As we already talked in the previous articles about cat heat cycles, most cats go in heat during the mating season from early spring till early autumn. In this article, we will explain why cats don’t go in heat during winter and how natural lighting can have its impact on the heat cycle of a female cat.
Unlike humans, who cycle monthly, or dogs who usually cycle twice a year, cats have a specific pattern of how heat cycle is organized. Most notable of this is seasonal breeding, that is, cats do not mate during winter.
Cats are not the only seasonal breeders. Horses, lemurs, groundhogs hamsters are few examples of animals, who, similarly like cats, become responsive to breeding when amount of daylight exceeds a specific threshold. Cats need 12 hours of daylight to initiate heat cycle.
Above mentioned animals are known as long day breeders, which simply states they breed only when there is a long day. Additionally, no surprise, there are short day breeders, as well. Few of those are sheep, goat, fox, deer and moose.
Why amount of daylight affects breeding of cats?
Okay, amount of daylight influences when cats, and other animals can breed. But why?
Main purpose, form natural point of view, for this is to ensure kittens are not born during winter. This is a period when the main food sources of cats, like mice and rabbits are hibernating, therefore, cats, who strive for their own survival, would not be able to care for their young properly.
Therefore, nature has provided a great workaround – cats do not go in heat during winter, ensuring, the first kittens will appear only at the middle of the spring. By then, it happens to be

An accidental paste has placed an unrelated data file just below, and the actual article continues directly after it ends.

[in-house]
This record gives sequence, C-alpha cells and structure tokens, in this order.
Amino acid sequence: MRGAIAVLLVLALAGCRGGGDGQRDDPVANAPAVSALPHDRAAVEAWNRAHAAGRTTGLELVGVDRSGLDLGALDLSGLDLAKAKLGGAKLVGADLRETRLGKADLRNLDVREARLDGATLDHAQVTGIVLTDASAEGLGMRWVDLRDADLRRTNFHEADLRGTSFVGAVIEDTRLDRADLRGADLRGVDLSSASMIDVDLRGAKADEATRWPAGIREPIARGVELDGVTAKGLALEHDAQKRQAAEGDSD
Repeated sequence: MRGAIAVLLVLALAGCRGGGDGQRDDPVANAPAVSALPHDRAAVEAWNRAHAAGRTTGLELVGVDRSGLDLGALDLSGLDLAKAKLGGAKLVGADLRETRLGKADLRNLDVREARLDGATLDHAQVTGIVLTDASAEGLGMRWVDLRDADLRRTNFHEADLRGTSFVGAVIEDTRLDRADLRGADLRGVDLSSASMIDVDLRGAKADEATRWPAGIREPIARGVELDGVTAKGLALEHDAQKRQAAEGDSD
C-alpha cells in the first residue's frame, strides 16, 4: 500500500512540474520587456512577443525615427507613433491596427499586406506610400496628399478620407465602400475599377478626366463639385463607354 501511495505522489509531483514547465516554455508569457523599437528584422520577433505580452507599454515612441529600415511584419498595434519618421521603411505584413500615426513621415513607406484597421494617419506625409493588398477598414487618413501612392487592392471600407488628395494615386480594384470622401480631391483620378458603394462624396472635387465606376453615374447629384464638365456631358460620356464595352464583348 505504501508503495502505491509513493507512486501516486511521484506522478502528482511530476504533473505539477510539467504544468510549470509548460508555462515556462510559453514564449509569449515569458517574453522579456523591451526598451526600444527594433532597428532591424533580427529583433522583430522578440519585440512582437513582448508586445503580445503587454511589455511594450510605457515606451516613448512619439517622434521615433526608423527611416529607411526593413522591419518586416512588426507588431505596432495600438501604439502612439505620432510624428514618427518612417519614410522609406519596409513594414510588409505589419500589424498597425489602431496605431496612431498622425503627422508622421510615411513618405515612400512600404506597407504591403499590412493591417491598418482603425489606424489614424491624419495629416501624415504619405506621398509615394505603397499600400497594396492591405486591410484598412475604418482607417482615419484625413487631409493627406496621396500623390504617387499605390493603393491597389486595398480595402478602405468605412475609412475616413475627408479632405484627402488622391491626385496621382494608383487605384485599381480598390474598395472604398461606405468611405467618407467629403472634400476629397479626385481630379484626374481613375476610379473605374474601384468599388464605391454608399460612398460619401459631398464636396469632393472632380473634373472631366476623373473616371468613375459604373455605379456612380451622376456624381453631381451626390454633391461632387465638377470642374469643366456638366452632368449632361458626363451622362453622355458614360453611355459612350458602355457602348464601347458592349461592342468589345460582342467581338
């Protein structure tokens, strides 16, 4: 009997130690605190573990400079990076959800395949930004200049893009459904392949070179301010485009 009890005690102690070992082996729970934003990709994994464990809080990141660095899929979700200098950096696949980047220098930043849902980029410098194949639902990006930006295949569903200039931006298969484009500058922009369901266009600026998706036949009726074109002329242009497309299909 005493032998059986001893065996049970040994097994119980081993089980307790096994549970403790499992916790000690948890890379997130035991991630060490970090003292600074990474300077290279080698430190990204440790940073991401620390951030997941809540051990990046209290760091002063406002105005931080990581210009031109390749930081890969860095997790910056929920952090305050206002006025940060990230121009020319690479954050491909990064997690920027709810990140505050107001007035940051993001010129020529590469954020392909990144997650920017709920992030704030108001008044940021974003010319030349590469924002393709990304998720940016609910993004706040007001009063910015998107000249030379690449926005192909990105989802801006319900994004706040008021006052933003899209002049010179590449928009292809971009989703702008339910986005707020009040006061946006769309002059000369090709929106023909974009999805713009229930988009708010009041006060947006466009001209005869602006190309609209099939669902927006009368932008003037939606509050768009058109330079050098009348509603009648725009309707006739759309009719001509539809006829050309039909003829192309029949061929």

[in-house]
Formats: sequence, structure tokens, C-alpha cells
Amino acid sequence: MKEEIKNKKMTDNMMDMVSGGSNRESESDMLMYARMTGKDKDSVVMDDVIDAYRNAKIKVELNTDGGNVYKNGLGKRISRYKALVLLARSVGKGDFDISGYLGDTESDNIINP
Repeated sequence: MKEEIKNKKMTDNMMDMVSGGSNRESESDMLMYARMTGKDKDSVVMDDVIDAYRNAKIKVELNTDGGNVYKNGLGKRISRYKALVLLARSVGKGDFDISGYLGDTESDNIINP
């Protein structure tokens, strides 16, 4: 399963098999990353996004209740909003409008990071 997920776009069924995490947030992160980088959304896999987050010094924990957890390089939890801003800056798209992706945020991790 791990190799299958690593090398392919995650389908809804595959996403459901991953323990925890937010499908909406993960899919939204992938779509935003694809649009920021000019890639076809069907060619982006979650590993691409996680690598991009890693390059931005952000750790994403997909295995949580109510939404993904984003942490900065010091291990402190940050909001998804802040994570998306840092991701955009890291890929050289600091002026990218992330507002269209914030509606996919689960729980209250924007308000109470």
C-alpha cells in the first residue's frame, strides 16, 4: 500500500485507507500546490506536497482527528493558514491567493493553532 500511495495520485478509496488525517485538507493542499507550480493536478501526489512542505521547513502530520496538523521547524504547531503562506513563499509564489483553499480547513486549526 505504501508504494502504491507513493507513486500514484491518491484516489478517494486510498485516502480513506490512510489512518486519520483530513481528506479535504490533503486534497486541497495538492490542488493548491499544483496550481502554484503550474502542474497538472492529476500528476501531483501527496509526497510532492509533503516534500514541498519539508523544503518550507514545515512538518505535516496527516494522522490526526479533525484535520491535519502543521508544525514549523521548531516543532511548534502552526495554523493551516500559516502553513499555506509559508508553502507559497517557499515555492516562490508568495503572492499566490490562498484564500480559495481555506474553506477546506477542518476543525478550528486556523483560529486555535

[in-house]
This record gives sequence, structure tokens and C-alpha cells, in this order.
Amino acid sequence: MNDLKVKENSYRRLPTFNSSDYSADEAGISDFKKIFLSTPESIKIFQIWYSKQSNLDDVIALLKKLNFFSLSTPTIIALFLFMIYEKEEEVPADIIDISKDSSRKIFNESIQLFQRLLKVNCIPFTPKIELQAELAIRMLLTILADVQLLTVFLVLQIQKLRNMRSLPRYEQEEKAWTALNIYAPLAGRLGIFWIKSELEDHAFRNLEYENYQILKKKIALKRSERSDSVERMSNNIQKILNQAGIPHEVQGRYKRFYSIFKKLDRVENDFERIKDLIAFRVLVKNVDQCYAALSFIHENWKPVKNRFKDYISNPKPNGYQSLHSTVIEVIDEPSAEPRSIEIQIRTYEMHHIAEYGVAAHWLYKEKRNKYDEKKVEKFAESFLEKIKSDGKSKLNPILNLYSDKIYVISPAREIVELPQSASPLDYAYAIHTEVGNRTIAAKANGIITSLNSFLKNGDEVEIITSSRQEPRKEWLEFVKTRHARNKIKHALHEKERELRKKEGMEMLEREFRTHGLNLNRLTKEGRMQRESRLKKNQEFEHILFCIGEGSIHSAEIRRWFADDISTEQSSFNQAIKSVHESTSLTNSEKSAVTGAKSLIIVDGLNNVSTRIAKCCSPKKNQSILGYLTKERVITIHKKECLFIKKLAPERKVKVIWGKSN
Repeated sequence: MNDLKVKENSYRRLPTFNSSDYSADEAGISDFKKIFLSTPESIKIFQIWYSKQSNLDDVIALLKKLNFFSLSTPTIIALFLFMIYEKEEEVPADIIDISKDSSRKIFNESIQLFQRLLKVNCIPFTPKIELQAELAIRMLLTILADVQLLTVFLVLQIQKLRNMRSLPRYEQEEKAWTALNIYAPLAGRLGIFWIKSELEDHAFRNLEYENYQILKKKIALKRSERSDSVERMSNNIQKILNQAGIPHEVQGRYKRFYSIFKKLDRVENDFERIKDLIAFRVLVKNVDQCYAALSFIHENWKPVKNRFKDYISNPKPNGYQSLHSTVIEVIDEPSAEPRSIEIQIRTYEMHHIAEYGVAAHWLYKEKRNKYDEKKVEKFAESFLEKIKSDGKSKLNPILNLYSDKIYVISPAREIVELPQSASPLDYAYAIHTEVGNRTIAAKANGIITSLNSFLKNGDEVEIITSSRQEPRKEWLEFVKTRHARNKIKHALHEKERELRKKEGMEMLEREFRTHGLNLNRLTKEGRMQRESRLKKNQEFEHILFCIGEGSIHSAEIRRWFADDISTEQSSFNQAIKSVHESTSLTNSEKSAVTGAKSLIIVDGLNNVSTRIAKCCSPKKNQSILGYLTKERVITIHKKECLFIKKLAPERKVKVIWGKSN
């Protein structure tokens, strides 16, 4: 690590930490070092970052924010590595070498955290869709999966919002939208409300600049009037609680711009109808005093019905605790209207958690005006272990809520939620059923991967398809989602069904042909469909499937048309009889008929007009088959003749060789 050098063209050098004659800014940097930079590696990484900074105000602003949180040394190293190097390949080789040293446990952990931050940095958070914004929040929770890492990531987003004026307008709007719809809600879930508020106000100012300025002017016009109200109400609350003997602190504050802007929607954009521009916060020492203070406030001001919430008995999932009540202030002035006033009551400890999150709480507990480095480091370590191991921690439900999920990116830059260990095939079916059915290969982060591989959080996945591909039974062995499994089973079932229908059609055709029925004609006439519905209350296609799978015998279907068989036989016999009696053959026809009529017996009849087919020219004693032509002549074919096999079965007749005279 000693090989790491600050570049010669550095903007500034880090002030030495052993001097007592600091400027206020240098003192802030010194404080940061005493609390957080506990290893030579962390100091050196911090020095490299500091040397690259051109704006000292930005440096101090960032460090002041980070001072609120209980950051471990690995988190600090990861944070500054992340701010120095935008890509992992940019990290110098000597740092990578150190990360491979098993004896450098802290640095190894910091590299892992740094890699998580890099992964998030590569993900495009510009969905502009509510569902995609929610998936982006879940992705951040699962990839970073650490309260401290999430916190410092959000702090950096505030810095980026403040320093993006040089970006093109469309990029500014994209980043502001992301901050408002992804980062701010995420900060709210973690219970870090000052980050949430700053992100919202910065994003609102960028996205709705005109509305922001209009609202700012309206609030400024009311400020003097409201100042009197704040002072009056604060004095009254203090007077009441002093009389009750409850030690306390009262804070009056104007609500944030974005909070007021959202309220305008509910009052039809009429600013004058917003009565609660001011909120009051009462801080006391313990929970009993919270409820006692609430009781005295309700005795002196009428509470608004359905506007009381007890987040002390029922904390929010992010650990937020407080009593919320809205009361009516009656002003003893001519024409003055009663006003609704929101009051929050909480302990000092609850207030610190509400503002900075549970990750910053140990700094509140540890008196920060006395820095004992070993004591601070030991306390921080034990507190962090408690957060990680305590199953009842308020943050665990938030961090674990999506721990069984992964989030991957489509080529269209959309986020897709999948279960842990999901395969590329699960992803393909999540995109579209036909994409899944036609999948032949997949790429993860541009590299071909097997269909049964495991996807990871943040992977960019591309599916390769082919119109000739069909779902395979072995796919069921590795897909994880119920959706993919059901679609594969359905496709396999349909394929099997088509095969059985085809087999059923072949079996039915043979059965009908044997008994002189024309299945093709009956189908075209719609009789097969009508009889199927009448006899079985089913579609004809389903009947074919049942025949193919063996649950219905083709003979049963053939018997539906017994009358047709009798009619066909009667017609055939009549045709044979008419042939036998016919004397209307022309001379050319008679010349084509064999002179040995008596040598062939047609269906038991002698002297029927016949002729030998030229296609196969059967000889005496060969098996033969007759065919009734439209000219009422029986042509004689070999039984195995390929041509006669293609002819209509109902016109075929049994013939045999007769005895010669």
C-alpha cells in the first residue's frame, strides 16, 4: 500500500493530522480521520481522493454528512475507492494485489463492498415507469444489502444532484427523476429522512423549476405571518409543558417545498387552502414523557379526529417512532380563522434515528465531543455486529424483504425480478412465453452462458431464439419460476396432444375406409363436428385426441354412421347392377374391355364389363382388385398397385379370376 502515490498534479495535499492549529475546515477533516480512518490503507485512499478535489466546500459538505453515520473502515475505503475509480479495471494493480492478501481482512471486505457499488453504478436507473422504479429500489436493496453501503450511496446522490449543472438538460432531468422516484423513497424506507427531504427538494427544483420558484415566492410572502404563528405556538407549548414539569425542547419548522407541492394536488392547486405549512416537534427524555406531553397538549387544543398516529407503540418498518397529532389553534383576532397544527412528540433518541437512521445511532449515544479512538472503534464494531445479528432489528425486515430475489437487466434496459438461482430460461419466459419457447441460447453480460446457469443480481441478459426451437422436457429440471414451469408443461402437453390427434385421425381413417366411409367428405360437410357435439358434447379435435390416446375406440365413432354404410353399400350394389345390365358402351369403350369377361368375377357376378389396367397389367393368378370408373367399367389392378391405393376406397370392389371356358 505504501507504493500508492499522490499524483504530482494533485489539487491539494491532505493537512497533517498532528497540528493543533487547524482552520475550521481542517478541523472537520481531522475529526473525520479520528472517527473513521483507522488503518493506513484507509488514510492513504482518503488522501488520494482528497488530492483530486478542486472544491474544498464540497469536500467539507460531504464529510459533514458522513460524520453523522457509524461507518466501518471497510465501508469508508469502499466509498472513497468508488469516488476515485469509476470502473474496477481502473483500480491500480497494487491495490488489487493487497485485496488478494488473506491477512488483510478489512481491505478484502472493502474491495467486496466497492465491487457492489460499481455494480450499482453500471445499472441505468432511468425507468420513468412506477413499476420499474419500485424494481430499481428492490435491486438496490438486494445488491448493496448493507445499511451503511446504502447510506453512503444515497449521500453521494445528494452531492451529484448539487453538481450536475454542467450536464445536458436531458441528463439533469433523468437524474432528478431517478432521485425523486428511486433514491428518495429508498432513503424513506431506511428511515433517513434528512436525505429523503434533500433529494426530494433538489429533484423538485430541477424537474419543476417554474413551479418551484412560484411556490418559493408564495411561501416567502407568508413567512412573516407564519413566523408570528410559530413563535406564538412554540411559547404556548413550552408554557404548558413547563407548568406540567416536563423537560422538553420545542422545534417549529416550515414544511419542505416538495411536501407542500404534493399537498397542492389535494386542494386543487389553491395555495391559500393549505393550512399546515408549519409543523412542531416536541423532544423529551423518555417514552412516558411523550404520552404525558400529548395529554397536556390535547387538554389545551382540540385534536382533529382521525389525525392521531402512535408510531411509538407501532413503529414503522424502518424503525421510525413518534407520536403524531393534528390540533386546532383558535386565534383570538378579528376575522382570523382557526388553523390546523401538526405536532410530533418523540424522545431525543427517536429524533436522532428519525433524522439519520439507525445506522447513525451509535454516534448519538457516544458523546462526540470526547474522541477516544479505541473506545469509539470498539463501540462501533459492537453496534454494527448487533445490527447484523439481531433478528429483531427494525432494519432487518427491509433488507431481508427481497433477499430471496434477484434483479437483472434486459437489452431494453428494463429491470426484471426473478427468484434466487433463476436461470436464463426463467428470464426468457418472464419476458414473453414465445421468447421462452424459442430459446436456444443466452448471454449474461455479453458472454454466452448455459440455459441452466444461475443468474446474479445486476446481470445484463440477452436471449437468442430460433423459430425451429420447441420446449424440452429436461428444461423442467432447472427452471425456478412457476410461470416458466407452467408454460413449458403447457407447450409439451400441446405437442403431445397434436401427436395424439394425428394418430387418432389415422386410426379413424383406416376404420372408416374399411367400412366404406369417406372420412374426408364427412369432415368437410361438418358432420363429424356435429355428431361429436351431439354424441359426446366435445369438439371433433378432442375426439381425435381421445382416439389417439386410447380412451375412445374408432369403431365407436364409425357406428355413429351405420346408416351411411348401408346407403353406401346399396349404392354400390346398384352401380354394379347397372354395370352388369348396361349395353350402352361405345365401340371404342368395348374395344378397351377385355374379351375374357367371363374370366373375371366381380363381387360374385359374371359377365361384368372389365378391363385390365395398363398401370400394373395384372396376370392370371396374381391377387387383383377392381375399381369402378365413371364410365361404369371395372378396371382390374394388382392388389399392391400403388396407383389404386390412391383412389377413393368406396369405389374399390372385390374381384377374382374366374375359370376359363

This is controlled, believe it or not, by daylight. Studies show cats need at least 12 hours of continuous daylight to start cycling, which, in the most part of the world happens for a period of six to months during the warm season.
How daylight can affect heat cycle of cats?
So, the obvious next question is, how does this work? How can such a vague thing, as light be responsible for breeding of cats. The truth is, far more things than you can think of are influenced by the natural light coming from the sun. Most notable would be plants creating oxygen in a process known as photosynthesis. But so are heat cycles of cats dependent on natural light.
Have you heard a hormone names Melatonin? Carrying it’s name derived from Greek Melos – black, dark, it is also known as sleep hormone. It is released by most animals in the absence of light and helps to maintain sleep – wake cycle. This is why you feel sleepy during rainy days and why it’s hard to get back to sleep if you turned on light during the night.
But additionally main functions of melatonin, there are several more, including, melatonin suppresses Luteinizing Hormone (LH) and Follicle-stimulating hormone (FSH), both of which are very important in developing and maintaining heat cycle in most mammal females. If you don’t understand what we are talking about, read our article about hormonal activity of a cat during the heat, which is part of our series about cats going in heat.
Thing to note, however, is that not all cats stop cycling during winter. Short haired cats are known to cycle throughout the whole year, and also, artificial lighting can easily interfere with natural hormonal regulations of a female cat, as well.
But for most cats, in winter, when there is plenty of melatonin, cats would not breed, and would not create off-springs. Contrary, during spring and summer, when days become longer and melatonin levels decrease, cats resume to regular cycling frequency, and cat give a birth at times when their prey is abundant.